NewsApp (Free)

Read news as it happens
Download NewsApp

Available on  

Rediff News  All News  » News » Pakistan back in Barack Obama's good books

Pakistan back in Barack Obama's good books

August 02, 2012 08:41 IST

The Barack Obama administration apparently believes that Pakistan has discarded its use of ISI-sponsored terrorist groups to foment its strategic depth strategy vis-a-vis India in Afghanistan, and has told Congress that Pakistan has also re-deployed its troops from the Indian border to its border with Afghanistan to meet the internal terrorist threat it faces.

Richard Olson, President Obama's new Ambassador-Designate to Pakistan, appearing before the powerful Senate Foreign Relations Committee, as part of his confirmation hearing, assured lawmakers that "we have seen a great shift in the government of Pakistan's approach over the past few years to dealing with the internal threat that is represented by the terrorist groups."

He acknowledged that "there was a time in the not too distant past when the Pakistani army was primarily deployed along its frontier with India. (But) It is now very heavily deployed internally, especially around in the area around Quetta to deal with the insurgent threat."

"And of course," he added, "we are all familiar with the counter-insurgency operation in SWAT a few years ago."

Olson said the US "has recognised and indeed supported this change, and thanks to the generosity of Congress, we have a variety of funding mechanisms providing security assistance to build the capability of the Pakistani forces, particularly in counter-insurgency operations, moving them away from a focus on heavy armour towards lighter counter-insurgency operations."

"There have been challenges with the security assistance programme, but I will look forward to working with you and members of other committees to see what we can do to remove some of the obstacles and move forward on those important security assistance programs," he said.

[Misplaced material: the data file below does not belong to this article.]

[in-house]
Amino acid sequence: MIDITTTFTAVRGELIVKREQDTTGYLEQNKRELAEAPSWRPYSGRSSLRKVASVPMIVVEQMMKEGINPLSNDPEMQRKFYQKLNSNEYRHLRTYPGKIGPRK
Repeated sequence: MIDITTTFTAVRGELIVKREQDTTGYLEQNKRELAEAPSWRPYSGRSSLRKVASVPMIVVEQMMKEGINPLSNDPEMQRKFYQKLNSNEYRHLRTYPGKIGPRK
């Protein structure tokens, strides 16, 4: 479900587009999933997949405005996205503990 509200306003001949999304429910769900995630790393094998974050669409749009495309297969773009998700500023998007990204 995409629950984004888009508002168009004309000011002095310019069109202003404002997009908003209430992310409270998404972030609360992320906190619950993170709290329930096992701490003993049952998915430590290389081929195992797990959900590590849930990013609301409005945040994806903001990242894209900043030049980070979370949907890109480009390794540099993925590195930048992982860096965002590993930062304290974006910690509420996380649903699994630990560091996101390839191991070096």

Olson was responding to the opening remarks by the chairman of the committee, Senator John F Kerry, Massachusetts Democrat, who said, "Many Pakistanis believe that America will once again, simply abandon the region as we did after the fall of the Soviet Union, and this is one reason, that Pakistan continues to hedge its bets and rely on certain insurgent groups for strategic depth."

But Senator Bob Corker, Tennessee Republican, obviously unconvinced by Olson's contention that Pakistan had given up on its strategic depth strategy in Afghanistan formulated by the ISI and the military to keep India off-balance, said, that while "Pakistan is concerned about Afghanistan, they are more concerned about India not having any influence there because they (Pakistan) are such a narrow country and it's at their rear. They'd rather be destabilized, would they not, than for India to have any influence there?"

But Olson argued that "on the question of this being a doctrine that the Pakistanis have over the years and have talked about strategic depth -- the idea that Afghanistan represents strategic depth against in a potential conflict with India -- my sense is that the Pakistani military and the Pakistani government had moved away from that."

He said (Pakistani) Foreign Minister (Hina Rabbani) Khar has made some public comments about moving away from the doctrine of strategic depth, Chief of Army Staff, General (Ashfaq) Kayani has redeployed his forces internally to deal with the internal threat and heavily toward the border with Afghanistan to deal with the threats emanating from that region."

Olson said that while "there's a basis at a strategic level for some further discussion with the Pakistanis," he believed that "these are frankly positive developments that we would want to encourage as Pakistan looks to its strategic position."

He continued to maintain that "the Pakistani government is very concerned about the internal threat from insurgents and extremist organisations," and that "the Pakistani army has been effectively re-deployed," and that many of its troops that "used to be on the Indian border has now been redeployed internally with the threat coming from extremists."

Last week, Indian Ambassador Nirupama Rao, in an interaction that followed a major address to the Asia Society in Washington, DC, asked by possible India-Pakistan  cooperation on bringing about stability in Afghanistan, said, "India has consistently said that we are more than prepared to talk to Pakistan about the need for us to work together for peace and stability in Afghanistan -- to provide development, to provide better opportunities for trade and transit for Afghanistan and for Afghan goods so that the levels of prosperity in that country go up."

Thus Rao argued that "it's very, very important to eliminate terrorism in our region and not to allow violence to derail the processes of normalization and dialogue in our neighbourhood and between India and Pakistan and for that matter in Afghanistan."

"But we have to see how the levels of response from Pakistan are," she said, and noted, "the response that we have got from Afghanistan on this has -- and I must be frank -- not been in the affirmative so far. (So) I won't use words like positive or…but I'll just say it's not been in the affirmative so far."

Aziz Haniffa in Washington, DC